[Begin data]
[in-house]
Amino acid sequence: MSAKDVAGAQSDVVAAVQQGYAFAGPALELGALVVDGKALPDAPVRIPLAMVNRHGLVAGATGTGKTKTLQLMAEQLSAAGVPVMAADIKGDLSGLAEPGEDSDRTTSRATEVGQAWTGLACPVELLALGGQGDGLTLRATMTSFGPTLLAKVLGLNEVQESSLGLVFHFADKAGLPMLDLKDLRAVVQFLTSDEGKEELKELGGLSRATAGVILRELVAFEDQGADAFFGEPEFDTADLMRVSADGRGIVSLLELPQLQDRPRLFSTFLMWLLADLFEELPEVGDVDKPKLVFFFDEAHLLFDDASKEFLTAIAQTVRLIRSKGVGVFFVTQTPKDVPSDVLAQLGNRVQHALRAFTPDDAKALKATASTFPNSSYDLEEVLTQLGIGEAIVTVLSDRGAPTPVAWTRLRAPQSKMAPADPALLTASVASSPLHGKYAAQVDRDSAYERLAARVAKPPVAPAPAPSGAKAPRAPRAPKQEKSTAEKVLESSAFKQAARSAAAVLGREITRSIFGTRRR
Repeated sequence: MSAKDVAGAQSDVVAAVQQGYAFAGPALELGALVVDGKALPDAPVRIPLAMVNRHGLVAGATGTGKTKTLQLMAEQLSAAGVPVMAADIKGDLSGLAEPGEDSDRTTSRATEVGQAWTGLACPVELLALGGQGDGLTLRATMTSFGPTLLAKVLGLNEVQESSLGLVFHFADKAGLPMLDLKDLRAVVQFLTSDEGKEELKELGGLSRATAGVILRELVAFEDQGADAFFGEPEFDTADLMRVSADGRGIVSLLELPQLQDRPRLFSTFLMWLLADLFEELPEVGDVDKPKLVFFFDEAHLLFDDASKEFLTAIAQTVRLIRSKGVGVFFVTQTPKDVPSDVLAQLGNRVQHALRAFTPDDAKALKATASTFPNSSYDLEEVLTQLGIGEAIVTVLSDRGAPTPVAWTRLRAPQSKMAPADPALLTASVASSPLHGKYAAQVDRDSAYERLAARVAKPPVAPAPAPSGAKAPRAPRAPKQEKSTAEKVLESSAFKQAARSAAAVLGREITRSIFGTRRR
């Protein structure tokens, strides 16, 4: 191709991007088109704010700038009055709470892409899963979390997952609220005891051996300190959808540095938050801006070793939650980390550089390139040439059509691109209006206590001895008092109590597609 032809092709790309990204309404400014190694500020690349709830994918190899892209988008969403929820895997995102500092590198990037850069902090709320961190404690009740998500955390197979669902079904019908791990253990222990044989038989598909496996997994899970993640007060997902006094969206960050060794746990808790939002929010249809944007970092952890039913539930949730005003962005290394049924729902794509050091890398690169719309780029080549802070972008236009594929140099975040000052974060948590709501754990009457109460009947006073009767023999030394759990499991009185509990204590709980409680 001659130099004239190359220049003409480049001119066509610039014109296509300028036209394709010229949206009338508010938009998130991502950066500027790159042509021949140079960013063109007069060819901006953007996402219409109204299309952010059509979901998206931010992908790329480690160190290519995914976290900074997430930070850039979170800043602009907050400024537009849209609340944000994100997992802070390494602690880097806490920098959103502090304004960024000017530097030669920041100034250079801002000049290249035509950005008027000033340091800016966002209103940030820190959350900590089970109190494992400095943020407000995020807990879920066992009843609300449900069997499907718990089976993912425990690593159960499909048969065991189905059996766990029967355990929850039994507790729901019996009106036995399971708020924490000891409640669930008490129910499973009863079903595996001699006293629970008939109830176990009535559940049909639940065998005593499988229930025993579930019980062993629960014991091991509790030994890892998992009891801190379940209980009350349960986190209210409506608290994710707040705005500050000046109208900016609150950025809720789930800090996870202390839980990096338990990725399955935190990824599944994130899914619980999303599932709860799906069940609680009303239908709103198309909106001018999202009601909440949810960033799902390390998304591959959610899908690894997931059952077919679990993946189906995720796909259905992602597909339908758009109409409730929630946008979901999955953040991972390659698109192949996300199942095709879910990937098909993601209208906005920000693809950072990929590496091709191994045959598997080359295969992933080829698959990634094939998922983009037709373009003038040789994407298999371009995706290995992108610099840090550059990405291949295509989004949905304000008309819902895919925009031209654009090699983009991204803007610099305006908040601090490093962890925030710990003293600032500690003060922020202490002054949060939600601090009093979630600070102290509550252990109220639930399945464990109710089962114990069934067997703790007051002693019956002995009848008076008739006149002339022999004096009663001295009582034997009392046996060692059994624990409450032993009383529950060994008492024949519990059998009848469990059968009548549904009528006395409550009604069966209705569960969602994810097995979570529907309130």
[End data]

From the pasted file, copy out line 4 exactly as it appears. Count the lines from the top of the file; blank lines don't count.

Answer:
């Protein structure tokens, strides 16, 4: 191709991007088109704010700038009055709470892409899963979390997952609220005891051996300190959808540095938050801006070793939650980390550089390139040439059509691109209006206590001895008092109590597609 032809092709790309990204309404400014190694500020690349709830994918190899892209988008969403929820895997995102500092590198990037850069902090709320961190404690009740998500955390197979669902079904019908791990253990222990044989038989598909496996997994899970993640007060997902006094969206960050060794746990808790939002929010249809944007970092952890039913539930949730005003962005290394049924729902794509050091890398690169719309780029080549802070972008236009594929140099975040000052974060948590709501754990009457109460009947006073009767023999030394759990499991009185509990204590709980409680 001659130099004239190359220049003409480049001119066509610039014109296509300028036209394709010229949206009338508010938009998130991502950066500027790159042509021949140079960013063109007069060819901006953007996402219409109204299309952010059509979901998206931010992908790329480690160190290519995914976290900074997430930070850039979170800043602009907050400024537009849209609340944000994100997992802070390494602690880097806490920098959103502090304004960024000017530097030669920041100034250079801002000049290249035509950005008027000033340091800016966002209103940030820190959350900590089970109190494992400095943020407000995020807990879920066992009843609300449900069997499907718990089976993912425990690593159960499909048969065991189905059996766990029967355990929850039994507790729901019996009106036995399971708020924490000891409640669930008490129910499973009863079903595996001699006293629970008939109830176990009535559940049909639940065998005593499988229930025993579930019980062993629960014991091991509790030994890892998992009891801190379940209980009350349960986190209210409506608290994710707040705005500050000046109208900016609150950025809720789930800090996870202390839980990096338990990725399955935190990824599944994130899914619980999303599932709860799906069940609680009303239908709103198309909106001018999202009601909440949810960033799902390390998304591959959610899908690894997931059952077919679990993946189906995720796909259905992602597909339908758009109409409730929630946008979901999955953040991972390659698109192949996300199942095709879910990937098909993601209208906005920000693809950072990929590496091709191994045959598997080359295969992933080829698959990634094939998922983009037709373009003038040789994407298999371009995706290995992108610099840090550059990405291949295509989004949905304000008309819902895919925009031209654009090699983009991204803007610099305006908040601090490093962890925030710990003293600032500690003060922020202490002054949060939600601090009093979630600070102290509550252990109220639930399945464990109710089962114990069934067997703790007051002693019956002995009848008076008739006149002339022999004096009663001295009582034997009392046996060692059994624990409450032993009383529950060994008492024949519990059998009848469990059968009548549904009528006395409550009604069966209705569960969602994810097995979570529907309130």